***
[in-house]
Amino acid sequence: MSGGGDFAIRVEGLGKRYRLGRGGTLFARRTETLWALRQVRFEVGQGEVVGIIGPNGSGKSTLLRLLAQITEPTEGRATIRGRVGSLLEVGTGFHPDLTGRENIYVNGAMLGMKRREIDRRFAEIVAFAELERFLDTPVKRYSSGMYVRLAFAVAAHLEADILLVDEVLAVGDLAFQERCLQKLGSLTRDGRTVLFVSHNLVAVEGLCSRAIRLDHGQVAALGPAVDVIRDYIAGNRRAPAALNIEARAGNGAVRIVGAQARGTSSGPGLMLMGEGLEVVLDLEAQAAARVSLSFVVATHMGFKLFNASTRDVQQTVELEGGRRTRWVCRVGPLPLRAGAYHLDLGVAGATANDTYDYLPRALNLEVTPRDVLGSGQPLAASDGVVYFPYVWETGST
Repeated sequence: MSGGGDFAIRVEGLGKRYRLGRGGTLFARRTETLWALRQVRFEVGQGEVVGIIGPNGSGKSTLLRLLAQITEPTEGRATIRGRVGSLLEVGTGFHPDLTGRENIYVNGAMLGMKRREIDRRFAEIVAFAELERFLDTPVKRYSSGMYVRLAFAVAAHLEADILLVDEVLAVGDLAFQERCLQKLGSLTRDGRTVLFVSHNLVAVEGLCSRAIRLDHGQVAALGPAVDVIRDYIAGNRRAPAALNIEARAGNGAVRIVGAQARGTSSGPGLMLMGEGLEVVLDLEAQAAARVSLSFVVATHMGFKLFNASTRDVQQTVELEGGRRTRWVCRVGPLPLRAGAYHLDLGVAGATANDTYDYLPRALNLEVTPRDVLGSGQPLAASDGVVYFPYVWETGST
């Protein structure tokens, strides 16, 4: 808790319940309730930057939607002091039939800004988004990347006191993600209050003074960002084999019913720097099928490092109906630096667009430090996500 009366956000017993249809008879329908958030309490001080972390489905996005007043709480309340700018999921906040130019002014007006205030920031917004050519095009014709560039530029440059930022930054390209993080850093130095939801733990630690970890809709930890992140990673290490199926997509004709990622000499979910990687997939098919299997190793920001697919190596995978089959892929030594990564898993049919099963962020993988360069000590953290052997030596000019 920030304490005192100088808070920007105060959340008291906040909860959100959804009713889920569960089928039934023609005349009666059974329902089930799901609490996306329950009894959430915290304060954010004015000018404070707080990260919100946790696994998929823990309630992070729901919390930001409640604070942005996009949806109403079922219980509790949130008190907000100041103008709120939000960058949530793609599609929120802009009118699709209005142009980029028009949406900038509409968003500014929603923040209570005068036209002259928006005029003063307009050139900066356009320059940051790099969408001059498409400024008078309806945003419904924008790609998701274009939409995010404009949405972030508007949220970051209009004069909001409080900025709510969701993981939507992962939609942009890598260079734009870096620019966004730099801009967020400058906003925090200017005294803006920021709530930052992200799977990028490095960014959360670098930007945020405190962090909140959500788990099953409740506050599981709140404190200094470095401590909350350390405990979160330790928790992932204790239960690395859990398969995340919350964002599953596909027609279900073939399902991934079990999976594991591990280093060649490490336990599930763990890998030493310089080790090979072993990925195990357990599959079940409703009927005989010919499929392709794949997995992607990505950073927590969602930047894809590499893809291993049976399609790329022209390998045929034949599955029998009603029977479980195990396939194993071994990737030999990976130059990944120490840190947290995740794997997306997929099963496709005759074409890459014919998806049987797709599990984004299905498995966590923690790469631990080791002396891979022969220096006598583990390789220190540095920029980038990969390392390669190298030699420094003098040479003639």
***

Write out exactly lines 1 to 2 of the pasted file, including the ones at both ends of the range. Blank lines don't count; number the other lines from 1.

[in-house]
Amino acid sequence: MSGGGDFAIRVEGLGKRYRLGRGGTLFARRTETLWALRQVRFEVGQGEVVGIIGPNGSGKSTLLRLLAQITEPTEGRATIRGRVGSLLEVGTGFHPDLTGRENIYVNGAMLGMKRREIDRRFAEIVAFAELERFLDTPVKRYSSGMYVRLAFAVAAHLEADILLVDEVLAVGDLAFQERCLQKLGSLTRDGRTVLFVSHNLVAVEGLCSRAIRLDHGQVAALGPAVDVIRDYIAGNRRAPAALNIEARAGNGAVRIVGAQARGTSSGPGLMLMGEGLEVVLDLEAQAAARVSLSFVVATHMGFKLFNASTRDVQQTVELEGGRRTRWVCRVGPLPLRAGAYHLDLGVAGATANDTYDYLPRALNLEVTPRDVLGSGQPLAASDGVVYFPYVWETGST